bananas

The AL wild card tiebreaker could be bananas

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Whenever there is an outrageously wild game going on — usually college basketball, but sometimes baseball too — my friend Amanda Rykoff of espnW tweets that it’s “bananas.”  I wouldn’t dare speak for her, but I think she would agree that the AL wild card tiebreaker has some serious bananas potential.

If two teams are tied when the regular season is over, a one-game playoff will be held next Thursday. If the Rays are involved, the game will be played at Tropicana Field. If it’s between the Red Sox and Angels, the game is in Boston.  Simple enough so far.  OK, now it gets tricky.

A three-way tie will mean two playoff games, one on Thursday and one on Friday. Because of the various tiebreakers involved, the Rays would be the top seed, the Red Sox the second seed and the Angels the third. Here I’m just gonna quote Roger Mooney of the Tampa Tribune, because I think he laid it out better than anyone:

As the top seed, the Rays would have their choice between three plans, with the Red Sox picking second and the Angels getting what’s left.

Plan A: Get to play both games at home, providing you win Game 1.

Plan B: Play the first game on the road, win that and get the second game at home.

Plan C: Play the winner of Game 1, but do so on the road.

Got it?  Good. And no, no one knows what Joe Maddon would pick right now, because he wouldn’t say.  But let’s remember that the Rays didn’t exactly benefit from home field advantage in last year’s playoffs. They have a slight home field advantage in 2011. If I were them I take option C and play one game for the wild card rather than two, home field options be damned.

So, yeah, bananas.

Adams homers in 16th to lift Cardinals over Dodgers 4-3

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ST. LOUIS — Matt Adams homered in the 16th inning to lead the Cardinals to a 4-3 win over the Los Angeles Dodgers on Friday night for St. Louis’ season-best fifth straight victory.

It was the second consecutive game that the Cardinals won in their final at-bat. They beat the Padres on Thursday after scoring a run in the ninth inning.

Adams homer came with one out off Bud Norris (5-9), who gave up six runs as a starter in an 8-1 loss at Washington on Wednesday.

Seth Maness (1-2) picked up the win with a scoreless inning of relief for St. Louis, which was playing its longest game of the season.

Jedd Gyorko hit a two-out homer off closer Kenley Jansen in the ninth to tie the game 3-3.

Justin Turner and Howie Kendrick homered for the Dodgers. Los Angeles has lost four of six. The red-hot Turner has seven homers and 17 RBI this month. He hit two homers in a 6-3 win over Washington on Thursday.

Turner blasted his career-high 18th homer of the season off Seung Hwan Oh in the ninth to break a 2-2 tie.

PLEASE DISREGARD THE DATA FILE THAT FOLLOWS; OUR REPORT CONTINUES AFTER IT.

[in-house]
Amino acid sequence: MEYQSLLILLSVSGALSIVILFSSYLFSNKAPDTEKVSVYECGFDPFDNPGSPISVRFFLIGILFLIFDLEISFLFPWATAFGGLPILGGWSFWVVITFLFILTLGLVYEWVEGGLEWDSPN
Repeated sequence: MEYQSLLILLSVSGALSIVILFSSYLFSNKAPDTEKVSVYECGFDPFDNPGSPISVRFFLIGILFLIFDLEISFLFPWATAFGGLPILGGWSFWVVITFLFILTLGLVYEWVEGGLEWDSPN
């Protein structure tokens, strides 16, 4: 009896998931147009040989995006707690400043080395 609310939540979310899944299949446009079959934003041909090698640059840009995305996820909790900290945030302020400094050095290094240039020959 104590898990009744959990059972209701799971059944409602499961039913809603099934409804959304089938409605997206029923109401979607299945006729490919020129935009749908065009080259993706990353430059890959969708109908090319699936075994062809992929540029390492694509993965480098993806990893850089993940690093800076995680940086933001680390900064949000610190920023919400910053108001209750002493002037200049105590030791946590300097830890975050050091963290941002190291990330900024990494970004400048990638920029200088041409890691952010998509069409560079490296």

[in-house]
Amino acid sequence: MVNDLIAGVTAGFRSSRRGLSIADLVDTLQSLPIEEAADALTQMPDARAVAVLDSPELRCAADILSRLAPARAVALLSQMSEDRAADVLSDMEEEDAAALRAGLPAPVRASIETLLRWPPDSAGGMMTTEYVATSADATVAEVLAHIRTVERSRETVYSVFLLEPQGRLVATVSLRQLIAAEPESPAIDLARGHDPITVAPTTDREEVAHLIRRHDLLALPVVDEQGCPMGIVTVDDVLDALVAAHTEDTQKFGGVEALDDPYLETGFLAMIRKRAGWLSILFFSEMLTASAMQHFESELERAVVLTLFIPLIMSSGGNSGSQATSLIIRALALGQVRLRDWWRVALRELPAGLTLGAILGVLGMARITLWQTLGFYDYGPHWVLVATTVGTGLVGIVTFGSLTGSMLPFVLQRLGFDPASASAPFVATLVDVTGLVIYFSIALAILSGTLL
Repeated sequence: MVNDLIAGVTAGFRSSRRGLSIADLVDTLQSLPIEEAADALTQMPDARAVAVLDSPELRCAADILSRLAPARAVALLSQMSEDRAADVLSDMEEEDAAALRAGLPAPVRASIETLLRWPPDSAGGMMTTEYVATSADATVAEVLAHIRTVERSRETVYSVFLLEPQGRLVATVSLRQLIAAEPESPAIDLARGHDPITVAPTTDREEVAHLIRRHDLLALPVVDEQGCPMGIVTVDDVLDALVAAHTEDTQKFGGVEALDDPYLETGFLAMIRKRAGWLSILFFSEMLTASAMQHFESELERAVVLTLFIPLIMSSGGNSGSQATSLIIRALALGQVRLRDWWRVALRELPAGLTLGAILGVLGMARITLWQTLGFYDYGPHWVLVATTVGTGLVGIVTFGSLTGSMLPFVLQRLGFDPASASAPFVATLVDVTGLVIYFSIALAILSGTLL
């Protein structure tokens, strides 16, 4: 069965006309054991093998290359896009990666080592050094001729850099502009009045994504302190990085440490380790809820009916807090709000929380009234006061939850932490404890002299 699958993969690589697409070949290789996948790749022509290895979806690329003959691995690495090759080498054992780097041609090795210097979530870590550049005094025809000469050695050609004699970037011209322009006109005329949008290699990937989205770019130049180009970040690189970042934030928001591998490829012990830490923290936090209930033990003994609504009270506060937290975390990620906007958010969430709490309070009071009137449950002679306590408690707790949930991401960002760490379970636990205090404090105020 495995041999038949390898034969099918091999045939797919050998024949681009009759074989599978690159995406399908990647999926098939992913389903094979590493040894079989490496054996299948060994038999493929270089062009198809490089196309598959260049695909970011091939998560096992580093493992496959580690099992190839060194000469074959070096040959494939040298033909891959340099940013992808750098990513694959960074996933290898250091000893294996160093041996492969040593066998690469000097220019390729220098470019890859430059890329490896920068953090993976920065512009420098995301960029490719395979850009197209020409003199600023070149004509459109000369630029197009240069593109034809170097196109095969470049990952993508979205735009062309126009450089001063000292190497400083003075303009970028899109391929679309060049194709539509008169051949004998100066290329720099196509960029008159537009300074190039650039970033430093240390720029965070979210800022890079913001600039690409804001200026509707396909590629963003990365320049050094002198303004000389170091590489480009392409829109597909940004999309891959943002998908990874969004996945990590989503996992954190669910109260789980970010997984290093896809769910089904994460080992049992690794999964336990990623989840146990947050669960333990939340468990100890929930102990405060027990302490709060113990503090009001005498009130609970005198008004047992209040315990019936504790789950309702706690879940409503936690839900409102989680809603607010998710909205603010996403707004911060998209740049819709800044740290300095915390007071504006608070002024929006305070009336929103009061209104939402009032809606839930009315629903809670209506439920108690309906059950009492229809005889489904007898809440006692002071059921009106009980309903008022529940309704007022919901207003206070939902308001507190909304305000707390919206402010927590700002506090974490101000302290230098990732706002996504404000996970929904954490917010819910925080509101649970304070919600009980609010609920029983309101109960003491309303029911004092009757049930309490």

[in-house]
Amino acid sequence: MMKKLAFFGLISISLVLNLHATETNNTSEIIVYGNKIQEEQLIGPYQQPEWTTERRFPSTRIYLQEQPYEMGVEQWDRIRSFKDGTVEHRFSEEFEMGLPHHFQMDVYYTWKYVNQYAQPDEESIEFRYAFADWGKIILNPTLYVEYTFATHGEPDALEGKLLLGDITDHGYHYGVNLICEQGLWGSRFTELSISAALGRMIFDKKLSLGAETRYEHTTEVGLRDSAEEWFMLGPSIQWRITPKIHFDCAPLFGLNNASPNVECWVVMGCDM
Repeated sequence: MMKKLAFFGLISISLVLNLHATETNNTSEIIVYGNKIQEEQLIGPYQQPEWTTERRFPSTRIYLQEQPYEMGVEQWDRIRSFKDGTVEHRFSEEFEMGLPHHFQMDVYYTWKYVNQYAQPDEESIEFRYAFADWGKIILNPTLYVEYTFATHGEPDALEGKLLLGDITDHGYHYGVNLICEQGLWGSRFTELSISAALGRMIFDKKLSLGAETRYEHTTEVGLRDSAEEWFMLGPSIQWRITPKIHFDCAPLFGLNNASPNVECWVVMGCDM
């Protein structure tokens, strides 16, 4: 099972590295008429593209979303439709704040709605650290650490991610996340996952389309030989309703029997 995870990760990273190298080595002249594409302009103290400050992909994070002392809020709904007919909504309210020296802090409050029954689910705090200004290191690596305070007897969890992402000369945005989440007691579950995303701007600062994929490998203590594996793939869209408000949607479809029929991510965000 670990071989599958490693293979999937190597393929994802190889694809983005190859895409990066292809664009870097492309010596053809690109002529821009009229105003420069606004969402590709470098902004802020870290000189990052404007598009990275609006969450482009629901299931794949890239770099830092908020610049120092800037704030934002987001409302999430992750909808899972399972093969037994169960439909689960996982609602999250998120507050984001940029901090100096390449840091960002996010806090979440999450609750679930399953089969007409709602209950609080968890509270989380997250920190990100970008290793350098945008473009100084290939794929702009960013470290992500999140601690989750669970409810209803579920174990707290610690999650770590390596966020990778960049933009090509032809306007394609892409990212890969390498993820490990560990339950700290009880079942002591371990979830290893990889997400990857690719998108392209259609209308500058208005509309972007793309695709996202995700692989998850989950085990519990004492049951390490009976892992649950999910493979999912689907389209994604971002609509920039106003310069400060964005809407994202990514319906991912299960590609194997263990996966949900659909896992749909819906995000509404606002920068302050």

Corey Seager had four hits and drove in the first run of the game. He had hit in seven successive at-bats before flying out in the ninth.

Kendrick’s solo shot in the sixth tied the game 2-2. He has hit in 14 successive games trying Colorado’s Charlie Blackmon for the longest current streak in the majors.

Los Angeles starter Brandon McCarthy allowed one hit and two runs over 6 1-3 innings, the longest of his four starts this season. He left with leg cramps. McCarthy struck out four and walked three.

St. Louis starter Michael Wacha allowed two runs on 10 hits in six innings. He struck out four and walked one.

Dodgers reliever Adam Liberatore recorded his 28th successive scoreless outing by retiring two of four batters in the seventh. He has not allowed a run in 41 of 42 appearances this season.

Minor League Players’ Wage Suit against Major League Baseball suffers a huge setback

The judge's gavel is seen in court room 422 of the New York Supreme Court at 60 Centre Street February 3, 2012. REUTERS/Chip East
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A judge handed minor leaguers looking to hold Major League Baseball liable for underpaying and exploiting them a huge setback today, ruling that the case cannot go forward as a class action. Minor leaguers who want to sue over their pay and treatment still can, but they’ll have to do it individually. The ruling saps the minor leaguers of their leverage, as Major League Baseball would likely be able to fend off individual cases which, by themselves, might only amount to several thousand dollars per claim.

The background: in 2014, former Miami Marlins player Aaron Senne sued Major League Baseball, Bud Selig, and three major league clubs claiming that minor leaguers are underpaid and exploited in violation of the Fair Labor Standards Act. He was later joined by former Royals minor leaguer Michael Liberto and Giants farmhand Oliver Odle. Eventually others joined and the suit had been expanded to 22 teams as defendants.